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    We could initially ignore it, circa 2007 by pushing shared state down into the database and treating browser pages as a pure function of state.

    Still works pretty well, tbqh

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      And we have lots of pretty nice tools for shuffling shared state around, things like RabbitMQ and Redis.

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      Whatever abstraction works over the network environment should also work in a single-threaded, single-computer environment without needless over-complication.

      I think this a dangerous assumption to make. The distributed computing setting has much harsher constraints than the single-threaded, single-computer environment, so there’s no reason to believe that we’ll ever have abstractions for it that are as easy to work with.

      This is dangerous, because when you think in those lines, you start to see 3-person start ups building their platforms with 50 users running on 200 microservices.

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        My line of reasoning here was that something built for a harsher environment should work for an easier environment. Where it would be an issue is that because it was built for a harsher environment, it’d be over-specified and over-complicated. Wouldn’t that be the case?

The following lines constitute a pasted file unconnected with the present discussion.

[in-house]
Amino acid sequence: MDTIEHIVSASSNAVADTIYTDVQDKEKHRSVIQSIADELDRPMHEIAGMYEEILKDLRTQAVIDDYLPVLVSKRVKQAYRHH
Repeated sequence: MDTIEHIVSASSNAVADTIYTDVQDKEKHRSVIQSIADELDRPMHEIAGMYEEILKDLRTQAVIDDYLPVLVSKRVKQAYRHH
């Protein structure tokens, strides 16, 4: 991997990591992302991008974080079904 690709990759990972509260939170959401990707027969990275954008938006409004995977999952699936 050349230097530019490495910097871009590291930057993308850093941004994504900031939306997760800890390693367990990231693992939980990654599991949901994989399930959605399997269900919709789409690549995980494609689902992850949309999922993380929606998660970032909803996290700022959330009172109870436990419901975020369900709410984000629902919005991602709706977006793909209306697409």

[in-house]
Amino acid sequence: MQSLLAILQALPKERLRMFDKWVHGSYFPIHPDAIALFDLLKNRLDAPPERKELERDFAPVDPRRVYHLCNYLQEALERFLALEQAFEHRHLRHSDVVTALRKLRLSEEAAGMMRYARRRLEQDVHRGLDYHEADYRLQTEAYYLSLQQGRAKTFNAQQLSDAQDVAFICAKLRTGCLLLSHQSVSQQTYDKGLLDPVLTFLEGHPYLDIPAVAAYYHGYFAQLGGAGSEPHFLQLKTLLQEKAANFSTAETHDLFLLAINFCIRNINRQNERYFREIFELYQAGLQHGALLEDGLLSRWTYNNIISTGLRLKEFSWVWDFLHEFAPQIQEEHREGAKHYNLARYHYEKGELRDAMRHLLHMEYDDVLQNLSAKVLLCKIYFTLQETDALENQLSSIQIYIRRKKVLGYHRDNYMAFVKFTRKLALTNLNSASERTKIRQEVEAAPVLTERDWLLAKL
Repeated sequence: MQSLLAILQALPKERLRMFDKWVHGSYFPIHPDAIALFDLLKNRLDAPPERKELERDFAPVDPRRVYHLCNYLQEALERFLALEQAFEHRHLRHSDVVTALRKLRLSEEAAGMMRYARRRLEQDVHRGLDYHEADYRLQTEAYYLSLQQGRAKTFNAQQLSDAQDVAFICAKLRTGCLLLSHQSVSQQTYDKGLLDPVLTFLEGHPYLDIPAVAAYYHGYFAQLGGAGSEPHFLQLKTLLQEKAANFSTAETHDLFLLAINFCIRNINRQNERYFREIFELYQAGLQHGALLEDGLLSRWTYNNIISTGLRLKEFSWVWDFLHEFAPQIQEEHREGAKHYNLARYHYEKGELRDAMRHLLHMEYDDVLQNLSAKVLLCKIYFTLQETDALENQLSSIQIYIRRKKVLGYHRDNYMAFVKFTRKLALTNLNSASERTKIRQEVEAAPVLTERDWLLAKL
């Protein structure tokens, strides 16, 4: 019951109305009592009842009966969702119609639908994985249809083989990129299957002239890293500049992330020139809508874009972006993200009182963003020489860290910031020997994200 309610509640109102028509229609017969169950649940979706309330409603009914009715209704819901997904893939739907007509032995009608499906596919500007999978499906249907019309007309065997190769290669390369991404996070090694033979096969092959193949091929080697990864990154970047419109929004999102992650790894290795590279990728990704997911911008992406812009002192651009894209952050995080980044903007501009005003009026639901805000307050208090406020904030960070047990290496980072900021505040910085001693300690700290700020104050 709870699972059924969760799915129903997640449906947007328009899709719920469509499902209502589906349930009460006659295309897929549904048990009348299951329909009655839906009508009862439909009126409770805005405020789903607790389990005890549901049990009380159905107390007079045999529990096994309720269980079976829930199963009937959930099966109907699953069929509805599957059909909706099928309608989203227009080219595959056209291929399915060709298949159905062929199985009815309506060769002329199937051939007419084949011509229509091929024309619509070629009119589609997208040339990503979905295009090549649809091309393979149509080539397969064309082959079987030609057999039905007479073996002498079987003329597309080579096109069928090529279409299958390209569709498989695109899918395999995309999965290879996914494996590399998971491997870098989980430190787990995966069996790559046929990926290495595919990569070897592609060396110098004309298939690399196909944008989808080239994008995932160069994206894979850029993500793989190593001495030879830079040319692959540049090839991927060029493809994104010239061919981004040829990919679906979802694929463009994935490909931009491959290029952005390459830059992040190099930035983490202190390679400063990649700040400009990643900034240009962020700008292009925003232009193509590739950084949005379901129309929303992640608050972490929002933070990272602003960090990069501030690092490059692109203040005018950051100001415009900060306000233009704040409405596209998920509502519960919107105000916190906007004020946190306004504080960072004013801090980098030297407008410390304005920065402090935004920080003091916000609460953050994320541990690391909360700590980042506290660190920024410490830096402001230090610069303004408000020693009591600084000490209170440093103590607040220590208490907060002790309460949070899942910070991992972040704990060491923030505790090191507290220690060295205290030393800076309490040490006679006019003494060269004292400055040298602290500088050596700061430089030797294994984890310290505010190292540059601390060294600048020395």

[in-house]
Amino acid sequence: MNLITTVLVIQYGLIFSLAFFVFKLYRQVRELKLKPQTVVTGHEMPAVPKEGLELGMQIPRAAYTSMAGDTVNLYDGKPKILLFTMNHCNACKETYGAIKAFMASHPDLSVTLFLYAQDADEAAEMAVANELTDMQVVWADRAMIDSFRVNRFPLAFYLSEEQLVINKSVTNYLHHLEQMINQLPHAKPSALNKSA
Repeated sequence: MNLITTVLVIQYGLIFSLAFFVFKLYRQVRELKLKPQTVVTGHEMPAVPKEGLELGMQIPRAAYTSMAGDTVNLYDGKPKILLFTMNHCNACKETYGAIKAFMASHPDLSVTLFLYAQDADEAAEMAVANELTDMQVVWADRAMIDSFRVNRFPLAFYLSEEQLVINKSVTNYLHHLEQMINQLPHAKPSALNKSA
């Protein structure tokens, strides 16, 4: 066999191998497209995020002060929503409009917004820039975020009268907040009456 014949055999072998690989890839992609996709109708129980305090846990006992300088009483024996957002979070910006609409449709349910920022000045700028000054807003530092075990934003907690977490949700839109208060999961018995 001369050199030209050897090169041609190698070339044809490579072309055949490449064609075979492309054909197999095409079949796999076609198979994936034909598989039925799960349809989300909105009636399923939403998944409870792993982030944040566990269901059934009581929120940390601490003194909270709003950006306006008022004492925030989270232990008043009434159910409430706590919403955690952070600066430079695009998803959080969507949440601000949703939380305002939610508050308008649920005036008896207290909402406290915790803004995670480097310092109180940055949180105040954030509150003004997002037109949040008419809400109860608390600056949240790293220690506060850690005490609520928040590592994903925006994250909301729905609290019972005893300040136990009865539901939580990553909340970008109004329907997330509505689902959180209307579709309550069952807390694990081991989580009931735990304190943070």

Or are you saying that they’re so different to be orthogonal that even if you get a good abstraction for one, it’ll never be a good fit for the other?

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          Oh, I think I see what you mean now, when I read “without needless over-complication”, I thought you meant we should have such powerful abstractions that writing distributed systems should be as easy as writing single-threaded, single-computer programs, which I see no reason to believe to be attainable. But I fully agree with you in the other direction; the latter case seems to me like a strictly easier problem, so if your system description can be interpreted as a distributed system, it should be possible to “emulate” it seamlessly on a single computer.

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            Ah, ok. Thanks for letting me know. I’ll work on a rewording for clarification.